Urine 5-hydroxyindoleacetic acid in Cavalier King Charles spaniels with preclinical myxomatous mitral valve disease
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- Urine 5-hydroxyindoleacetic acid in Cavalier King Charles spaniels with preclinical myxomatous mitral valve disease
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Higher concentrations of circulating serotonin have been reported in Cavalier King Charles spaniels (CKCS) compared to other dog breeds. The CKCS is also a breed highly predisposed to myxomatous mitral valve disease (MMVD). The aim of this study was to determine urine concentrations of 5-hydroxyindoleacetic acid (5-HIAA), the major metabolite and excretion product of serotonin, in a population of CKCS with preclinical MMVD, and to evaluate whether urine 5-HIAA concentrations were associated with MMVD severity, dog characteristics, setting for urine sampling, platelet count, and serotonin concentration in serum and platelet-poor plasma (PPP). The study population consisted of 40 privately-owned CKCS (23 females; 17 males) with and without preclinical MMVD as follows: American College of Veterinary Internal Medicine (ACVIM) group A (n = 11), ACVIM group B1 (n = 21) and ACVIM group B2 (n = 8). Urine 5-HIAA concentrations were not significantly associated with preclinical MMVD disease, platelet count or circulating concentrations of serotonin (in serum and PPP; P > 0.05). Females had higher 5-HIAA concentrations than males in morning urine collected at home (females, 3.1 [2.9–3.7] μmol/mmol creatinine [median and quartiles]; males, 1.7 [1.2–2.2] μmol/mmol creatinine; P = 0.0002) and urine collected at the clinic (females, 3.5 [3.1–3.9] μmol/mmol creatinine; males, 1.6 [1.3–2.1] μmol/mmol creatinine; P < 0.0001). Five-HIAA concentrations in urine collected at home and at the clinic were significantly associated (P = 0.0004; r = 0.73), and higher concentrations were found in urine collected at the clinic (P = 0.013). Urine 5-HIAA concentration was influenced by sex and setting of urine sampling. Urine 5-HIAA concentration was not associated with MMVD severity or circulating concentrations of serotonin in CKCS with preclinical disease.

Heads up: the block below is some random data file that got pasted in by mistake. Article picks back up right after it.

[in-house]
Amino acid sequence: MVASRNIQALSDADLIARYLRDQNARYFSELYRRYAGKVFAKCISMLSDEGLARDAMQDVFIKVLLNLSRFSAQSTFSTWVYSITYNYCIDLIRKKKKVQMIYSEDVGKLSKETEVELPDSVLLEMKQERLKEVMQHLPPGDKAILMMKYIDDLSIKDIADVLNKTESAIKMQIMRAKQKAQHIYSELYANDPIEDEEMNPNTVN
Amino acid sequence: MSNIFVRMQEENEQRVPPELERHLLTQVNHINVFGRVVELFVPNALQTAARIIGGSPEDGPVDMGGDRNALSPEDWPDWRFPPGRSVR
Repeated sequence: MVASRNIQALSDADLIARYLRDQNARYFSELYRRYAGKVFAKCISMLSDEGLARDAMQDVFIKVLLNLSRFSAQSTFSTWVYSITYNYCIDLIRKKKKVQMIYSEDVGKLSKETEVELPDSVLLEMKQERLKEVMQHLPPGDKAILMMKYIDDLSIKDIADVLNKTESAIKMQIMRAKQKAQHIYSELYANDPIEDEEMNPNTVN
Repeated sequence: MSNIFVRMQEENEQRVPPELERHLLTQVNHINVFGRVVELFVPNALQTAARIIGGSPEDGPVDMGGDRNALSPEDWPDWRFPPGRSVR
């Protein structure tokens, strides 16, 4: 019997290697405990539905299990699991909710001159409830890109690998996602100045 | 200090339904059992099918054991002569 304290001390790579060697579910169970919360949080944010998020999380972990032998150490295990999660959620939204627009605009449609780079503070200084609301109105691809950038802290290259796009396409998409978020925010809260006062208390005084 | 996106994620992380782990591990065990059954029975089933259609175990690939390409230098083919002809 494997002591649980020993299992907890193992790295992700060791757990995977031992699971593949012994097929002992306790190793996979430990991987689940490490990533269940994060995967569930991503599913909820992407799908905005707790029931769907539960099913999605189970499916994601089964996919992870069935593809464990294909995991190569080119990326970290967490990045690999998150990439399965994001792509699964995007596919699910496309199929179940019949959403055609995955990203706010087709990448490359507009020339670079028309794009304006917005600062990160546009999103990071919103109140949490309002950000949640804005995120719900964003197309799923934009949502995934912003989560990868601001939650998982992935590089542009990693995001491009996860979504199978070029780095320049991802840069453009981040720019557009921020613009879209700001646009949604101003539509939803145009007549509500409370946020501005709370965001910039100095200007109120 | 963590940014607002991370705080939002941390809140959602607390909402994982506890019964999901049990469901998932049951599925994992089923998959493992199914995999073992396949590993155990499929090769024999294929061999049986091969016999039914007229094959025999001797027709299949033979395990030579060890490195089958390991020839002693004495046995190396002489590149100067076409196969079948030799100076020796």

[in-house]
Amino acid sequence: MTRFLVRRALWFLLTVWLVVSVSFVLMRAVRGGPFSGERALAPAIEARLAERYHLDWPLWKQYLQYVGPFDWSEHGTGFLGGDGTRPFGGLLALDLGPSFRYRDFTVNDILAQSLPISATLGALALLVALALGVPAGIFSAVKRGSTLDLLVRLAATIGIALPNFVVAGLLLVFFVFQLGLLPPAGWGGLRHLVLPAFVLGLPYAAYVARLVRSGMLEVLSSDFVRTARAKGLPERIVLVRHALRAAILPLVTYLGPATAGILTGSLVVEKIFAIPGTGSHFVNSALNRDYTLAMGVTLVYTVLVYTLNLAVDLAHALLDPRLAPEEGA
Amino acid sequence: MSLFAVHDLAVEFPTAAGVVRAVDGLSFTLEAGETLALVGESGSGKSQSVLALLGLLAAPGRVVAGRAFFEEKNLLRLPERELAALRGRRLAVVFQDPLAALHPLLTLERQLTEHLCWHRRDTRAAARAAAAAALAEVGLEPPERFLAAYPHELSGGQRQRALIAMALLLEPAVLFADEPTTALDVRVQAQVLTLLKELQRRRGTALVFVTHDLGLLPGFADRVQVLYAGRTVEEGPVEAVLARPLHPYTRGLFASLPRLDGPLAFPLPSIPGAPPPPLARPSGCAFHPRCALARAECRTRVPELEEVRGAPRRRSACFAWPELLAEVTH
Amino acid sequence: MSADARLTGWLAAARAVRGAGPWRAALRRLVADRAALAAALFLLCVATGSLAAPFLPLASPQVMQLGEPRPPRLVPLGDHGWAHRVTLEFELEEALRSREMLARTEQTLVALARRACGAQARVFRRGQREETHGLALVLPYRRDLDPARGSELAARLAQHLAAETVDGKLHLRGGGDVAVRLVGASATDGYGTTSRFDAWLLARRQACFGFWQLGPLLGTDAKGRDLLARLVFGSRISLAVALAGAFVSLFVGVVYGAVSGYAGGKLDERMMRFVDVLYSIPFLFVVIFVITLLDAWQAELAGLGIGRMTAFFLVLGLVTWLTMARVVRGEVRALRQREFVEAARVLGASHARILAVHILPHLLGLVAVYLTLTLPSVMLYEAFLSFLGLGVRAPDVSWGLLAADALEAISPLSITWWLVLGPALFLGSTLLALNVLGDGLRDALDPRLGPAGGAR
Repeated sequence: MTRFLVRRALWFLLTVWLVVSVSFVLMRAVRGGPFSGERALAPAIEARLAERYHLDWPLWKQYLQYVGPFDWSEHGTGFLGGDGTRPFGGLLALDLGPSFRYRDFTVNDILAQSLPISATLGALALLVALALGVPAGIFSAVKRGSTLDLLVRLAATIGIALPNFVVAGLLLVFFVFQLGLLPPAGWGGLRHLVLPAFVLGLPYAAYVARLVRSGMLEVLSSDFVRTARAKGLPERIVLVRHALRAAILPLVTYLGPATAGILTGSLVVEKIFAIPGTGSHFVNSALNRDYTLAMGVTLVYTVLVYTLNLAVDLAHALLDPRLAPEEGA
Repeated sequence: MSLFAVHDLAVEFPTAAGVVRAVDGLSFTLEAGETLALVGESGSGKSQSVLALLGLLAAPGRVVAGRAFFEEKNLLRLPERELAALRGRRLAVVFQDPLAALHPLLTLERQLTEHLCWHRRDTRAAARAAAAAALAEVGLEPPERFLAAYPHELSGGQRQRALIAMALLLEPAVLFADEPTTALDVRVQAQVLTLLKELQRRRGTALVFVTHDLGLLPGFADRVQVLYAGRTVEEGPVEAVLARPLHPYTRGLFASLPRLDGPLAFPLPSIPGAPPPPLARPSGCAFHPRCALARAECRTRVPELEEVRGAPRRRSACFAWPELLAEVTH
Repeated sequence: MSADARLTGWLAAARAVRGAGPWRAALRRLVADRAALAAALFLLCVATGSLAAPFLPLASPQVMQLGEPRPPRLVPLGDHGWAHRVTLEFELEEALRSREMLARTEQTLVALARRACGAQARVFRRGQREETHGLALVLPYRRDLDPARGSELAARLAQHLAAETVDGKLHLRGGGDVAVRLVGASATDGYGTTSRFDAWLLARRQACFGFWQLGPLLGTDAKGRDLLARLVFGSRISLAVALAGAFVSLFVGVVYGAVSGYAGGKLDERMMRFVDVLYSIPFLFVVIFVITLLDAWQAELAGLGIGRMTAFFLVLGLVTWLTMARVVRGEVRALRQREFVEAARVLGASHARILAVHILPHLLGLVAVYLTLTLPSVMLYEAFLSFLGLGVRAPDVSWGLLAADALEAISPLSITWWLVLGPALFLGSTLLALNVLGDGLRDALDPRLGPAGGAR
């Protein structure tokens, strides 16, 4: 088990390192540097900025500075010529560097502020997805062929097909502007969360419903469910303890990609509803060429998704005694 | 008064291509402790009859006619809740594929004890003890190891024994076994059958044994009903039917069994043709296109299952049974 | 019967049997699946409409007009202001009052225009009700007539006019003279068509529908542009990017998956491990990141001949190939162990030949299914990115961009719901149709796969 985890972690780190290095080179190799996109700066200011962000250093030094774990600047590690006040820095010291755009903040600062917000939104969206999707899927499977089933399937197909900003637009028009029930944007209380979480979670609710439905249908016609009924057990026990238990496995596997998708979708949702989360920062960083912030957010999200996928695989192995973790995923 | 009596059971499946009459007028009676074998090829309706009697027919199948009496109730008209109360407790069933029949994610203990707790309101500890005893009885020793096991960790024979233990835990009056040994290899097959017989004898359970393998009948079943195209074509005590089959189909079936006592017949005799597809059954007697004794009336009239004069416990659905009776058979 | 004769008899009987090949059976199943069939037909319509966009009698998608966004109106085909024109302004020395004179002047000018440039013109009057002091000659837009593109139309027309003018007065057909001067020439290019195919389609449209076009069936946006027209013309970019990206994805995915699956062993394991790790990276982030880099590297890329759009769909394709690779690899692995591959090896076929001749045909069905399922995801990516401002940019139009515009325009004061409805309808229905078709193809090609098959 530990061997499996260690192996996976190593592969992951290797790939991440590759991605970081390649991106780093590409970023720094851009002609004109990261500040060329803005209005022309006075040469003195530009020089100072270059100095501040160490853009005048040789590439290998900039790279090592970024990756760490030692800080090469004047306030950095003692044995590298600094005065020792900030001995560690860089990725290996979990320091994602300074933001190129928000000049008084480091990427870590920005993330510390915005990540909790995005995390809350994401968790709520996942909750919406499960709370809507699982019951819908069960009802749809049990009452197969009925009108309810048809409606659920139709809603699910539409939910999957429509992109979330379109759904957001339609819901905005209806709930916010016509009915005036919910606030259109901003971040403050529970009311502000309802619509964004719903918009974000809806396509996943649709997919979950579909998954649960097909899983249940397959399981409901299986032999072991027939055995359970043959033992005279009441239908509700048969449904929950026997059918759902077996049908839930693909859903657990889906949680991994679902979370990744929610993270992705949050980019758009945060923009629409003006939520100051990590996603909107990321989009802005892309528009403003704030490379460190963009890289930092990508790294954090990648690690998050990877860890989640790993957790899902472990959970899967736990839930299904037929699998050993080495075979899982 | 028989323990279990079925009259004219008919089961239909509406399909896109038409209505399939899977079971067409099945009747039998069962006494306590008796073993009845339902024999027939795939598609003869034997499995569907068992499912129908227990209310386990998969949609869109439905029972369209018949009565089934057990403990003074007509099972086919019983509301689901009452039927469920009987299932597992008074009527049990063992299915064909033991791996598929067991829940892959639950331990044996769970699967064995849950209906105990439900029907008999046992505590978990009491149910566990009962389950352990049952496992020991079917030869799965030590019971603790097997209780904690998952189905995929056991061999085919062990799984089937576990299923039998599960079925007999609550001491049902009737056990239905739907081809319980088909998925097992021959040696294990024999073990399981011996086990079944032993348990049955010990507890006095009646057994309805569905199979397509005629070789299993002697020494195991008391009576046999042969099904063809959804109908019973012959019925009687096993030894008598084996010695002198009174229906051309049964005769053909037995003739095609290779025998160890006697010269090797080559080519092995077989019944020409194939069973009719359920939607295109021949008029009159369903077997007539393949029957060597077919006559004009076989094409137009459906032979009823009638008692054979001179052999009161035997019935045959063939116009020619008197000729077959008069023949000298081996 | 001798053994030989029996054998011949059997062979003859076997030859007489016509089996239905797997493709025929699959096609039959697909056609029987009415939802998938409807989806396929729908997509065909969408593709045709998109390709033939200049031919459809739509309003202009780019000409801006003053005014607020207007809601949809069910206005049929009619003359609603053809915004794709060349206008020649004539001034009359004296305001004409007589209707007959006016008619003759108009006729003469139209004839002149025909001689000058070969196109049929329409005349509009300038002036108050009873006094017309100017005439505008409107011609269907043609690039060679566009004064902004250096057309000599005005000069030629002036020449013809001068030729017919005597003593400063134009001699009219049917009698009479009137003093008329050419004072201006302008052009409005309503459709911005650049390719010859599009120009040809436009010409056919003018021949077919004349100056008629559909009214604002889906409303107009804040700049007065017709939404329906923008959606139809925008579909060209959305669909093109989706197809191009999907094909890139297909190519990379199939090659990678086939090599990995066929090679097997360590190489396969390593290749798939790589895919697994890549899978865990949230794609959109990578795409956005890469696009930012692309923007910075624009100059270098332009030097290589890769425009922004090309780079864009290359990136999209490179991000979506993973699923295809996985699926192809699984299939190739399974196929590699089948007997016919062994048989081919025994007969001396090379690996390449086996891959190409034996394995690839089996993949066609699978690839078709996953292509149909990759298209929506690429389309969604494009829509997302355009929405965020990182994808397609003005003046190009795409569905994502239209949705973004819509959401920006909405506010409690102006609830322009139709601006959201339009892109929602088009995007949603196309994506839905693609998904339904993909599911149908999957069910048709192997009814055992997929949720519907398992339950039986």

|Status||Udgivet - 2019|